Coyte Cooper, Ph.D.
It is not often that you get a visit from one of the most influential leaders in the sports world. So, when you do, it seems natural to do a follow-up based on the unique lessons that were learned from interacting with such a high profile leader. During NFL Commissioner Roger Goodell‘s visit to the University of North Carolina and the Department of Exercise and Sport Science, we had the chance to visit with him in a small Q&A session with our Sport Administration students, and there were several lessons worth passing on to folks interested in working in the sport industry. It is rare to get this type of interaction with any major commissioner so we made sure to get it on video. The first video segment is included below with the top lessons learned from the commissioner’s visit.
Lessons from the NFL Commissioner:
1. Learn to add value to organization: When asked about career advancement, Commissioner Goodell was quick to mention the ability to add value to an organization. Rather than focusing on raises and being promoted, it is important to look around and assess your organization to find ways to add value to it. As he mentions in the video below, this sometimes involves seeking out the toughest challenges and finding ways to address them in a proactive manner. When you do this consistently, there is a strong chance that other folks will notice and you will advance in the organization.
2. Invest in internships to jump start career: As illustrated in the video, Commissioner Goodell mentioned that internships are a great way to figure out exactly what you would like to do during college and early in your career. Interestingly, he emphasized that you need to pay attention because it will also give you a good idea of the things you don’t like to do as well. On top of this, as you narrow your focus you are provided with a great opportunity to develop your skill sets.
3. Never listen to your own press: When asked about being named as the most powerful man in sport, Commissioner Goodell quickly dismissed the article and said that it did not matter one bit. Instead, he said that listening to this press (which is meant to sell magazines) can hurt your ability to lead because you lose focus on the important tasks that need to be tackled. It is far more important that you stay locked in on making the right decisions for your organization.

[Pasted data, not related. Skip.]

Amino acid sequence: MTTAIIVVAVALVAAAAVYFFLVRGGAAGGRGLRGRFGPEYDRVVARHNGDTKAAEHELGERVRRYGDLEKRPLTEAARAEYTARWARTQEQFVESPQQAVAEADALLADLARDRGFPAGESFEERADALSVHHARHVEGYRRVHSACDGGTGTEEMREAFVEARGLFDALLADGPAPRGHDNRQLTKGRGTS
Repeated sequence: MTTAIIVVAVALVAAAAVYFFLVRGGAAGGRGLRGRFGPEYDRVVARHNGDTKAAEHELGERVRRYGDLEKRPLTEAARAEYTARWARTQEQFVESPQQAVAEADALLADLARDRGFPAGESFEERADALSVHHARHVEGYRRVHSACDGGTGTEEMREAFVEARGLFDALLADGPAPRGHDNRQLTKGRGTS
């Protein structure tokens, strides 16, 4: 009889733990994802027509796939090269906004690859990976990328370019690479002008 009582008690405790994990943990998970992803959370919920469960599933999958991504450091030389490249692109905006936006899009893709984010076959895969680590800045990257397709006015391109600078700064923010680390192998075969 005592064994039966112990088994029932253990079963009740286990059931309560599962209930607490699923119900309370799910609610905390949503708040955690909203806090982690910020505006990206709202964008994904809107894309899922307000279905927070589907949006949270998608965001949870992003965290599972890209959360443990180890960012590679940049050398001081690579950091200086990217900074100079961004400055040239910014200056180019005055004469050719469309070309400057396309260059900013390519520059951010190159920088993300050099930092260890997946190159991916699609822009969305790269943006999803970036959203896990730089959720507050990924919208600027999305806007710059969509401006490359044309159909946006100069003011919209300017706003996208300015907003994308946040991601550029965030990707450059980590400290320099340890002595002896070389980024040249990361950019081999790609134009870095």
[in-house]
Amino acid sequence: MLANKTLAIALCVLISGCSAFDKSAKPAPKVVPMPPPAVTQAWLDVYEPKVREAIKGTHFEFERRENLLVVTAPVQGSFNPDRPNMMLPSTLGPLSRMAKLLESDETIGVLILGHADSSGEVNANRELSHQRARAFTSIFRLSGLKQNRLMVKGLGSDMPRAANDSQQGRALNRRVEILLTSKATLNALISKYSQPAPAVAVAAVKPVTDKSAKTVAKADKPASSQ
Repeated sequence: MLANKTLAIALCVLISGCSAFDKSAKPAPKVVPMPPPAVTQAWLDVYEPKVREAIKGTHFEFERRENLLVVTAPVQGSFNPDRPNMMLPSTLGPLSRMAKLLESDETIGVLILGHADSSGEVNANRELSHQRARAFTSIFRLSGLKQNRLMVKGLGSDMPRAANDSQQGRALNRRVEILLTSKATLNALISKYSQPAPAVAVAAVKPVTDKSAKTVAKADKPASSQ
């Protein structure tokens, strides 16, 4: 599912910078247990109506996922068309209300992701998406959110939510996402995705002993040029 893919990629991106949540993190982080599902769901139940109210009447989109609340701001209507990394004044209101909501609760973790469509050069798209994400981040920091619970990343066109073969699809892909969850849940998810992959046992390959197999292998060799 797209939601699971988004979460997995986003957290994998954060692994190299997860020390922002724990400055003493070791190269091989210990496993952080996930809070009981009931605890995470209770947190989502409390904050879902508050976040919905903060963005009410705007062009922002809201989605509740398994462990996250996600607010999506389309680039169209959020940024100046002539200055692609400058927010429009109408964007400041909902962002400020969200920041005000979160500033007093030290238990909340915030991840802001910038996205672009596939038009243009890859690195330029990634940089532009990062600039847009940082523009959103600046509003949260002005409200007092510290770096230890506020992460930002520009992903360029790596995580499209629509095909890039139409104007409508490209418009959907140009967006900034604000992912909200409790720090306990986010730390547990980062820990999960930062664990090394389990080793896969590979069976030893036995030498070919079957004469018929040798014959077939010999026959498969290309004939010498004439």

4. Make decisions that are right rather than popular: One of the central themes about the Commissioner’s visit is making decisions based on what is right. When asked about leadership, he discussed the fact that it is important to take on tough issues that are important to an organization’s long-term health. While these issues are sometimes controversial, he emphasized that strong leaders are willing to take the criticism in order to achieve long-term success.
5. Learn more each day than you teach: During interactions, Commission Goodell mentioned that he almost always learns more each day than he teaches. In other words, he is consistently on the lookout for ways to learn and grow because he knows this is what it will take for the NFL to continue to advance towards full potential ($25 billion in revenue). Towards the end of one question, he stated that the day that he stops learning is the day that he needs to step away from his position.
While there are certainly more lessons that can (and will be discussed) about Commissioner Goodell’s visit, these were central themes that emerged from the discussion section. Not surprisingly, the one thing that was clear is that he is passionate about his job and has a vision for where he wants to take the NFL. So, as a final lesson that I learned from him, spend time to know what you are passionate about and then actively pursue it every single day. And in his own words, “be stubborn and adament” about the things that truly matter to you.
“I don’t expect to try to get people to like everything I do. I want them to respect what I do” (Roger Goodell)